4) Former astronaut and current US Senator Mark Kelly vs. Blake Masters in Arizona. An August 18 poll shows Kelly up 8 points over Masters. You can donate to Mark Kelly at: Donate to Mark Kelly — ActBlue.
5) Democrat Catherine Cortez Masto vs. Joe Heck in Nevada. From RealClear Politics and the Reno Gazette-Journal/Suffolk*, an August 21 poll has Masto is up by 7 points over Heck. The link to donate to Masto is: Catherine Cortez Masto for Nevada Senate — ActBlue.
6) Democratic Senate candidate Cheri Beasley appears to be well-positioned to possibly flip North Carolina‘s Republican-held Senate seat blue. However, this would be a more difficult Democratic pickup. You can donate to Cheri Beasley using the link: Cheri Beasley! — ActBlue
7) Democratic Senate candidate Val Demings vs. Marco Rubio in Florida. The August 8 to 12 poll by the University of North Florida found Demings holding a lead of 4 points against Rubio. However, this would be a long shot. You can donate to Val Demings using the link: Donate to Val Demings — ActBlue.
If enough CleanTechnica readers and others (share the link to this article with your family and friends) join the wave with a donation of $5, $10, $15, $25 or more (whatever your budget allows), it could make the difference in maintaining Democratic control of the Senate.
Repeating: What evidence do we have that we are already cooking our only home, planet Earth?
A number of recent events have made it impossible to ignore the warming of our planet any longer. We call it global warming because it is climate (not weather) and it happens slowly over decades or longer, but considering recent events, we should probably call it global cooking.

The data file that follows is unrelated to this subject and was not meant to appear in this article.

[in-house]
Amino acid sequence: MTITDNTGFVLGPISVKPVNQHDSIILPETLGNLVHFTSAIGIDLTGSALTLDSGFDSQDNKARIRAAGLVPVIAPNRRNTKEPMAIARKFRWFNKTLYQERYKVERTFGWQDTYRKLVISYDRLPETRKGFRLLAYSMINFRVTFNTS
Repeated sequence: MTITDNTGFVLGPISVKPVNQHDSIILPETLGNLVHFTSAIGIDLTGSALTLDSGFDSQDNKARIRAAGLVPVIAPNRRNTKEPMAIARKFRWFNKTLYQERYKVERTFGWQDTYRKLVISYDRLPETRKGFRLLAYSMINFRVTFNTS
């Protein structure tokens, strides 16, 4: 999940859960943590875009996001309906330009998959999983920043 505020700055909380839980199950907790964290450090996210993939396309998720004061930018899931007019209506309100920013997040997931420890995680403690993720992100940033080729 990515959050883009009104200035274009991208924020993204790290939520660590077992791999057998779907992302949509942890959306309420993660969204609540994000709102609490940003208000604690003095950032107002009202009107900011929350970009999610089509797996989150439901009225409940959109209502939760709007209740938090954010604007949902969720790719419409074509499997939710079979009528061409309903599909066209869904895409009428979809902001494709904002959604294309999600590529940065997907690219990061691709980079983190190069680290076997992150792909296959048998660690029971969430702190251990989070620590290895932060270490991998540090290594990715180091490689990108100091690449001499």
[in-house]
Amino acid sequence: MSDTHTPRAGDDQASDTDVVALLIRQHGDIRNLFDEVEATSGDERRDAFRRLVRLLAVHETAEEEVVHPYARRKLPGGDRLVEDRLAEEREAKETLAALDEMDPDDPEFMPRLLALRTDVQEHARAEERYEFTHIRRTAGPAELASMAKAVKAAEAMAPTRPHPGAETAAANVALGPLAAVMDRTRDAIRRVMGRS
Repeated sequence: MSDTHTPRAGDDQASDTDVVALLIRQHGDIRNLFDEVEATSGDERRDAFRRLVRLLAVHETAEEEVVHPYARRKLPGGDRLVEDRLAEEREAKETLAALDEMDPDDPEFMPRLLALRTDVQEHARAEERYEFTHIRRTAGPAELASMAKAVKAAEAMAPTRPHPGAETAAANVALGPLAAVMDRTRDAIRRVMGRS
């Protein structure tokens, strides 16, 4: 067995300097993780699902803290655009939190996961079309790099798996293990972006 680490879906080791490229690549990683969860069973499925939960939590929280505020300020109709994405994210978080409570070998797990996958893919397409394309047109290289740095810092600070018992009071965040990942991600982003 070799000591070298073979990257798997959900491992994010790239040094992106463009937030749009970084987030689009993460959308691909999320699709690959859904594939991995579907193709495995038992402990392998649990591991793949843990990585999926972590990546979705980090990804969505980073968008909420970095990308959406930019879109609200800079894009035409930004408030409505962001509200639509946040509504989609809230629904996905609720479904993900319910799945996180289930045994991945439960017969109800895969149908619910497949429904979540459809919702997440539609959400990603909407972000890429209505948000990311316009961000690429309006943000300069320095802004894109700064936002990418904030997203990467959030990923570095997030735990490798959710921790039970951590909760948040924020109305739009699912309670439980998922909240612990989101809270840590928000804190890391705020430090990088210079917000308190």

- Unprecedented heat waves in Europe. Temperatures breached 40 degrees C/104 degrees F for the very first time in England.
- Unprecedented 70 continuous days of heat wave in China: The heat wave officially passed the 70-day mark recently, the longest continuous stretch of high temperatures since the country began recording such data in 1961. State officials said more than 240 cities saw temperatures over 104 degrees F within the past week.
- Wildfires of unprecedented size and intensity in the Western US.
- Numerous hurricanes and typhoons of record intensity (warmer sea temperatures provide the fuel that makes category 5 hurricanes and super typhoons more likely).
- Unprecedented flooding in the US and Europe (warmer air is able to hold more water).
- Damage to coral reefs around the world due to water temperature increases.
- Continued melting of mountain glaciers around the world.
- Continued melting of the Greenland icecap and Antarctic glaciers.
- Continued reduction of ice in the North Polar Ocean.
Please add your suggestions in the comments section and share the link with your like-minded family members and friends.